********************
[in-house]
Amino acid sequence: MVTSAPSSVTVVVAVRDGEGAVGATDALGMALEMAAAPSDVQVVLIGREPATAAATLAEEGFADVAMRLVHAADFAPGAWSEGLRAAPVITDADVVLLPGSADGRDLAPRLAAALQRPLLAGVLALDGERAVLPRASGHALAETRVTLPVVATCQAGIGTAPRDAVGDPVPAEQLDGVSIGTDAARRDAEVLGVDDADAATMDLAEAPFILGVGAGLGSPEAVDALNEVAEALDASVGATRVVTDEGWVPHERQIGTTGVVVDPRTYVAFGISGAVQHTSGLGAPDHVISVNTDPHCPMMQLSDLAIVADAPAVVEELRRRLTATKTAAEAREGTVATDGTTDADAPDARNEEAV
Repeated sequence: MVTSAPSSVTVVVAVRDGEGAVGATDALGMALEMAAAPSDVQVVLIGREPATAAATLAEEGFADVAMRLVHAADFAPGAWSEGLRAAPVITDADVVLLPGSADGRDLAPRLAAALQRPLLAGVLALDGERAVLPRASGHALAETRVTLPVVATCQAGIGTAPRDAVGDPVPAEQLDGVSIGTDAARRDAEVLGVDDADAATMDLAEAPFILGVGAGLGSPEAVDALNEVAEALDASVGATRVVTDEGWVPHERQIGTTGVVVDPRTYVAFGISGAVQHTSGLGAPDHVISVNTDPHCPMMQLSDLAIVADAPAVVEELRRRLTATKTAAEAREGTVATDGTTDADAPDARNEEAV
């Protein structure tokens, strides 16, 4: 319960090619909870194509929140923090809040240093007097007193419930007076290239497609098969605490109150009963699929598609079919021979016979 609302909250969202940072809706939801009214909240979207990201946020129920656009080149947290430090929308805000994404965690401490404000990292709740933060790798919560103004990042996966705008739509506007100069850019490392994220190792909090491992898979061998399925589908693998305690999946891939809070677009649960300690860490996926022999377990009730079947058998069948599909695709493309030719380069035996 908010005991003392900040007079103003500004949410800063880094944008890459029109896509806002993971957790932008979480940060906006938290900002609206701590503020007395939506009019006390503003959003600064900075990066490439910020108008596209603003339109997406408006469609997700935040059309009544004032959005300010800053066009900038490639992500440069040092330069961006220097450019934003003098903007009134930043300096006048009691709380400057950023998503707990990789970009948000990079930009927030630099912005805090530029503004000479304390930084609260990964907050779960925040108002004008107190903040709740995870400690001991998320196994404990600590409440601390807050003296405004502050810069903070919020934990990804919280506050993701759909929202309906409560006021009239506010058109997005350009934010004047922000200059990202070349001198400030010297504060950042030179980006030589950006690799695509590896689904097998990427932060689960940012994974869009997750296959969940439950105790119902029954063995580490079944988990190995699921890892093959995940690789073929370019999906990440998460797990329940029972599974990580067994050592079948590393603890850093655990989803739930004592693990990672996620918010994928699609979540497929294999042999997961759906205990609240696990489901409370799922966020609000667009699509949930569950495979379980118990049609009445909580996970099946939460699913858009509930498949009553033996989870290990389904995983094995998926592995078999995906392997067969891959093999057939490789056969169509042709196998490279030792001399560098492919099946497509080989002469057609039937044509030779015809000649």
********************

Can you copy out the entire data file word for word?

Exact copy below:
[in-house]
Amino acid sequence: MVTSAPSSVTVVVAVRDGEGAVGATDALGMALEMAAAPSDVQVVLIGREPATAAATLAEEGFADVAMRLVHAADFAPGAWSEGLRAAPVITDADVVLLPGSADGRDLAPRLAAALQRPLLAGVLALDGERAVLPRASGHALAETRVTLPVVATCQAGIGTAPRDAVGDPVPAEQLDGVSIGTDAARRDAEVLGVDDADAATMDLAEAPFILGVGAGLGSPEAVDALNEVAEALDASVGATRVVTDEGWVPHERQIGTTGVVVDPRTYVAFGISGAVQHTSGLGAPDHVISVNTDPHCPMMQLSDLAIVADAPAVVEELRRRLTATKTAAEAREGTVATDGTTDADAPDARNEEAV
Repeated sequence: MVTSAPSSVTVVVAVRDGEGAVGATDALGMALEMAAAPSDVQVVLIGREPATAAATLAEEGFADVAMRLVHAADFAPGAWSEGLRAAPVITDADVVLLPGSADGRDLAPRLAAALQRPLLAGVLALDGERAVLPRASGHALAETRVTLPVVATCQAGIGTAPRDAVGDPVPAEQLDGVSIGTDAARRDAEVLGVDDADAATMDLAEAPFILGVGAGLGSPEAVDALNEVAEALDASVGATRVVTDEGWVPHERQIGTTGVVVDPRTYVAFGISGAVQHTSGLGAPDHVISVNTDPHCPMMQLSDLAIVADAPAVVEELRRRLTATKTAAEAREGTVATDGTTDADAPDARNEEAV
């Protein structure tokens, strides 16, 4: 319960090619909870194509929140923090809040240093007097007193419930007076290239497609098969605490109150009963699929598609079919021979016979 609302909250969202940072809706939801009214909240979207990201946020129920656009080149947290430090929308805000994404965690401490404000990292709740933060790798919560103004990042996966705008739509506007100069850019490392994220190792909090491992898979061998399925589908693998305690999946891939809070677009649960300690860490996926022999377990009730079947058998069948599909695709493309030719380069035996 908010005991003392900040007079103003500004949410800063880094944008890459029109896509806002993971957790932008979480940060906006938290900002609206701590503020007395939506009019006390503003959003600064900075990066490439910020108008596209603003339109997406408006469609997700935040059309009544004032959005300010800053066009900038490639992500440069040092330069961006220097450019934003003098903007009134930043300096006048009691709380400057950023998503707990990789970009948000990079930009927030630099912005805090530029503004000479304390930084609260990964907050779960925040108002004008107190903040709740995870400690001991998320196994404990600590409440601390807050003296405004502050810069903070919020934990990804919280506050993701759909929202309906409560006021009239506010058109997005350009934010004047922000200059990202070349001198400030010297504060950042030179980006030589950006690799695509590896689904097998990427932060689960940012994974869009997750296959969940439950105790119902029954063995580490079944988990190995699921890892093959995940690789073929370019999906990440998460797990329940029972599974990580067994050592079948590393603890850093655990989803739930004592693990990672996620918010994928699609979540497929294999042999997961759906205990609240696990489901409370799922966020609000667009699509949930569950495979379980118990049609009445909580996970099946939460699913858009509930498949009553033996989870290990389904995983094995998926592995078999995906392997067969891959093999057939490789056969169509042709196998490279030792001399560098492919099946497509080989002469057609039937044509030779015809000649």